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Immunotherapy is the use of medicines to stimulate a person’s own immune system to recognize and destroy cancer cells more effectively. Certain types of immunotherapy can be used to treat prostate cancer.
Sipuleucel-T (Provenge) is a cancer vaccine. Unlike traditional vaccines, which boost the body’s immune system to help prevent infections, this vaccine boosts the immune system to help it attack prostate cancer cells.
The vaccine is used to treat advanced prostate cancer that's no longer responding to hormone therapy but that is causing few or no symptoms.
This vaccine is made specifically for each man. To make it, white blood cells (cells of the immune system) are removed from your blood over a few hours while you are hooked up to a special machine.
The cells are then sent to a lab, where they are mixed with a protein from prostate cancer cells called prostatic acid phosphatase (PAP). The white blood cells are then sent back to the doctor’s office or hospital, where they are given back to you by infusion into a vein (IV).
This process is repeated 2 more times, 2 weeks apart, so that you get 3 doses of cells. The cells help your other immune system cells attack the prostate cancer.
The vaccine hasn’t been shown to stop prostate cancer from growing, but studies suggest it may help men live an average of several months longer. As with hormone therapy and chemotherapy, this type of treatment has not been shown to cure prostate cancer.
Common side effects from the vaccine can include fever, chills, fatigue, back and joint pain, nausea, and headache. These most often start during the cell infusions and last no more than a couple of days. A few men may have more severe symptoms, including problems breathing and high blood pressure, which usually get better after treatment.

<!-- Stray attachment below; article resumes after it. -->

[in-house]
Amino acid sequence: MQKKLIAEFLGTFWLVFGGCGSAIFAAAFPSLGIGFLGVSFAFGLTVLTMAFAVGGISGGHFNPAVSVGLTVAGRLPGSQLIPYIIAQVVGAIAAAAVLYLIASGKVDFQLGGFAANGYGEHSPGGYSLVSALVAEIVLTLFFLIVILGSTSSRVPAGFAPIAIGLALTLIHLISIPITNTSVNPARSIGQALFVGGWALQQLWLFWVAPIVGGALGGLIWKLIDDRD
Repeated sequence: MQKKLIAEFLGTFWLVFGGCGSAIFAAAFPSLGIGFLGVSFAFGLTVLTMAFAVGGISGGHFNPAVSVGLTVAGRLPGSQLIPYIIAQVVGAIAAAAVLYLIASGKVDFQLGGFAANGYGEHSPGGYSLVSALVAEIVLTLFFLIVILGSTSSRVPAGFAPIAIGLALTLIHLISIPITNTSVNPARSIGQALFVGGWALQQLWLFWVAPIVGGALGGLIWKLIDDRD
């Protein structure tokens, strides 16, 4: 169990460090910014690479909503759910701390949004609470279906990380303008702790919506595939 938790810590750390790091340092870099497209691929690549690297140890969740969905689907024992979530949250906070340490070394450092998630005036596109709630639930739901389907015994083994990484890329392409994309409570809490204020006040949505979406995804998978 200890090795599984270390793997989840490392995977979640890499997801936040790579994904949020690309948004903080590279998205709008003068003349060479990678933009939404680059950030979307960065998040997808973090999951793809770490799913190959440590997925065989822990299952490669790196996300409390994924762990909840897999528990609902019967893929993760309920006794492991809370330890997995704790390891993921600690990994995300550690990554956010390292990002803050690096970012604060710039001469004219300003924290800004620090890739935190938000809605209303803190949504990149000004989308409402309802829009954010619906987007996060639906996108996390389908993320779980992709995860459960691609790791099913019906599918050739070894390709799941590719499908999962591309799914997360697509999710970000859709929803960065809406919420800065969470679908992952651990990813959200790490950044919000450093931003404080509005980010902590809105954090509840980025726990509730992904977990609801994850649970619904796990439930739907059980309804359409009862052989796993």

An important part of the immune system is its ability to keep itself from attacking the body’s normal cells. To do this, it uses “checkpoint” proteins on immune cells, which act like switches that need to be turned on (or off) to start an immune response. Cancer cells sometimes use these checkpoints to keep the immune system from attacking them. But drugs that target these checkpoints, known as checkpoint inhibitors, hold a lot of promise as cancer treatments.
For example, pembrolizumab (Keytruda) and dostarlimab (Jemperli) are drugs that target PD-1, a checkpoint protein on immune system cells called T cells. By blocking PD-1, these drugs boost the immune response.
One of these drugs might be an option to treat some advanced prostate cancers, although this is rare.
Pembrolizumab can be used if the cancer cells have any of the following:
Dostarlimab can be used if the cancer cells have a defect in a mismatch repair gene (dMMR).
Unfortunately, these types of changes aren’t common in prostate cancer. But for men whose cancer cells have one of these changes, one of these drugs might be helpful.
These drugs are given as an intravenous (IV) infusion, typically every 3 to 6 weeks.